The craters or their embankments do not contain marine sediments. Therefore the craters cannot be older than the time the area emerged from the sea. The explosion scattered into the air abundantly fine particles of soil and rock, which by melting formed glassy spherules. These spherules have been found in mires and lake sedimets in the vicinity of the craters. The age of the layers of peat with microimpactites is 7500 to 7600 years, which is the most probable age of the Kaali craters
People like Ottema and Alewyn would not be happy with that date, but people like Overwijn and I most certainly would, lol.
In the Doggerland thread I suggested that maybe a spiralling comet (like Hale-Bopp) impacted into the North Sea, causing the Storegga Slide and the subsequent tsunami that whiped out the last remnants of Doggerland. An impact remembered by the people living around the North Sea, in their cup-and-circle petroglyphs, circular shaped henges and labyrinths.
The Kaali impact may have been one of many, and one fragment of the comet may have impacted west of Norway causing the Storegga Slide.
If the original comet was a spiralling one (= outgassing sideways and rotating, like Hale-Bopp), it must have been an awesome and scary heavenly phenomenon (because it must have been close to earth, and maybe brighter and larger than the full moon), and one causing a Biblical sized flood.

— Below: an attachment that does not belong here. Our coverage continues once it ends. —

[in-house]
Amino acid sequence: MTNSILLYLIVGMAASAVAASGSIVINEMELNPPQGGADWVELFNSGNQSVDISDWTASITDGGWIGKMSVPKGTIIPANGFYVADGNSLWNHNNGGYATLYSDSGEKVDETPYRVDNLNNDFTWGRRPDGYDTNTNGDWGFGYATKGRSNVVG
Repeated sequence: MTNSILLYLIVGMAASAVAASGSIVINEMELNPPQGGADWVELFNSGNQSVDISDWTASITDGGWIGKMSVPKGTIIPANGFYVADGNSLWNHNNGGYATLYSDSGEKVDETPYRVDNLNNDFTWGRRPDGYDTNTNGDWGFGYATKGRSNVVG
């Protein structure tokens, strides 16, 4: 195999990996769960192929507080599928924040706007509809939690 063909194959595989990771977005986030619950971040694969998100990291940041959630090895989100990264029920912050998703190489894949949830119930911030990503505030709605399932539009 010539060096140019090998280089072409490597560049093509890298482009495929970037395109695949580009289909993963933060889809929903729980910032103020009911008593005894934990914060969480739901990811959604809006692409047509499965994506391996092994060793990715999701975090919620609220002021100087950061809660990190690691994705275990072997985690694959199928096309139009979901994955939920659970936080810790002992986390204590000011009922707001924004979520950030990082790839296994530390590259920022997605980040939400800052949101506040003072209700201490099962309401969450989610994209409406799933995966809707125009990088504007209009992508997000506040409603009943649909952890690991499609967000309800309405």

Something the people who survived would certainly remember in their myths.
The Storegga Slide (= the last one) happened at 6145 BC according to radiocarbon dated samples taken from the North Sea floor, that's 8145 years ago. Give and take an error of a couple of centuries, AND taking into account that science thinks the final submergence of Dogger Island (that's AFTER the Storegga Slide) took place around 5500-5000 BC, the Kaali comet would be a great candidate.
FYI: Ottema equated the event at 2193 BC (the flooding of the North Sea plain) with the Cimbrian Flood. And so did Overwijn, the second person who translated the OLB (first edition 1941, second edition - the one I have - 1951). But Overwijn said it happened around 6250 BC.
Edited by The Puzzler, 27 October 2010 - 10:45 PM.